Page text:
In the cited article it is reported that "honeybees compensate for
short wingstrokes by beating their wings faster. This generates
aerodynamic forces every time the wings change direction that create
the requisite lift."
This is a nearly trivial consequence of two factors: (1) the wing
motion is driven by muscle tension, so the wings of all insects have
effectively the same Hooke's Law constant controlling thier oscillatory
frequency, and (2) a shorter wing has a smaller moment of rotational
These two factors combine to approximately reproduce the relationship
of Galileo regarding the resonant period w(0) of a pendulum: [Only registered users see links. ] (Eq. 4)
w(0) = sqrt(m*g*x/I)
where m is the mass of the wing, x is the distance between the center
of mass of the wing and the pivot point, I is the moment of inertia,
and g is proportional to the *Hooke's Law constant* of the wing
It should be apparent that a longer, more massive wing such as that of
a large bee will have a longer period (i.e. lower frequency) than that
of a shorter, lighter wing such as that of a mosquito. Bees buzz;
mosquitoes hum; gnats whine.
The bee's wing generates forces moving through the viscous air on both
the downstroke and the upstroke due to the design of the hinge joint
itself. The wing swivels through a 45° - 60° angle on each stroke.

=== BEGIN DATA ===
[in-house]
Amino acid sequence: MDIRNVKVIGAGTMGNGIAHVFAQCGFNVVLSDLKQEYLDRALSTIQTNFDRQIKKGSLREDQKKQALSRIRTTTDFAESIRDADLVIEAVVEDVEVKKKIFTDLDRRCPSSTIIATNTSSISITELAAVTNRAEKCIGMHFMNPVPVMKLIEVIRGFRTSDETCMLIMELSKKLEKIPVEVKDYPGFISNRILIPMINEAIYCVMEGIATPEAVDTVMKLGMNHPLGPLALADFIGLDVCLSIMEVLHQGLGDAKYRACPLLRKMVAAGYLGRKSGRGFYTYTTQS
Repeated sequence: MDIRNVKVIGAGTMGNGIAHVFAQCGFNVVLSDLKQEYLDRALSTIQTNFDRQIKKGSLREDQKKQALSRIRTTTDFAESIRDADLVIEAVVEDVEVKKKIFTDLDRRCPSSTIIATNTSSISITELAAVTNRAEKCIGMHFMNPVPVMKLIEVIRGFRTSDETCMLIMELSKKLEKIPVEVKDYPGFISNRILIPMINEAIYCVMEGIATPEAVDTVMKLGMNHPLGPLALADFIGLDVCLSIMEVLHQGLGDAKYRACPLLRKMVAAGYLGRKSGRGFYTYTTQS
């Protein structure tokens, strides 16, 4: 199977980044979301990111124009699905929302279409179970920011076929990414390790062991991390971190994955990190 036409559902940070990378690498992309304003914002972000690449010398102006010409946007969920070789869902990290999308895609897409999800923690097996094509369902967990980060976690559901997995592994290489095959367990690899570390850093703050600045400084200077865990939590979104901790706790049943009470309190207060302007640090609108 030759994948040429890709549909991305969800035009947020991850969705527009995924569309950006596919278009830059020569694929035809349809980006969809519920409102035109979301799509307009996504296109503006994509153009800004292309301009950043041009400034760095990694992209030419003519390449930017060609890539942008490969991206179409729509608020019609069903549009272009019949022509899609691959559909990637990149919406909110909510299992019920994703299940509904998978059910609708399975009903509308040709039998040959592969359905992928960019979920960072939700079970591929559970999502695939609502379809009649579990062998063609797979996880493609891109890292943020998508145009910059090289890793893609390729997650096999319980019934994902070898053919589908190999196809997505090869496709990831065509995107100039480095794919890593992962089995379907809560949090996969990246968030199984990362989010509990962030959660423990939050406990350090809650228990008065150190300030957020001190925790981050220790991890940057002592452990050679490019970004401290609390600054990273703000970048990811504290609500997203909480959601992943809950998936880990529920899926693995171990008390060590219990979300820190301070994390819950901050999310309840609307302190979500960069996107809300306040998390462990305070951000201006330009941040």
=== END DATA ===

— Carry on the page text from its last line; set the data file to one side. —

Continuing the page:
On the downstroke in level flight, the wing is essentially level,
generating almost pure lift. On the upstroke in level flight the wing
swivels to about a 60° angle of attack to generate almost pure thrust. [Only registered users see links. ]
The *real* trick is that the angles are such that by tilting its body
the bee can direct its thrust more downward and hover. This only works
because the bee generates more lift that it needs to simply stay aloft. http://digitalchocolate.org/images/4...ering-6106.jpg
The bee may also be able to adjust the *average* angle of attack of its
wings to assist it to hover: [Only registered users see links. ]
Another point should be that bee flight and wing aerodynamics are
completely intractable to misguided applications of Bernoulli's
Principle. The Bernoulli Equation was derived using conservation of
energy considerations for (A) a laminar flow, (B) a non-viscous fluid,
and (C) a confined flow in a conduit. None of these assumptions apply
to flight - whether of fixed wing or movable wing systems.
The original attempt to describe the flight of bees using Bernoulli
were doomed from the start, hence the now-legendary conclusion that
'bees can't possibly fly, but they don't know that, so they go right
ahead and fly anyway.'
The 'mystery' is more a paradigm of the misapplication of a perfectly
good theory by someone who doesn't understand what it really means than
an exemplar of a mystery of nature.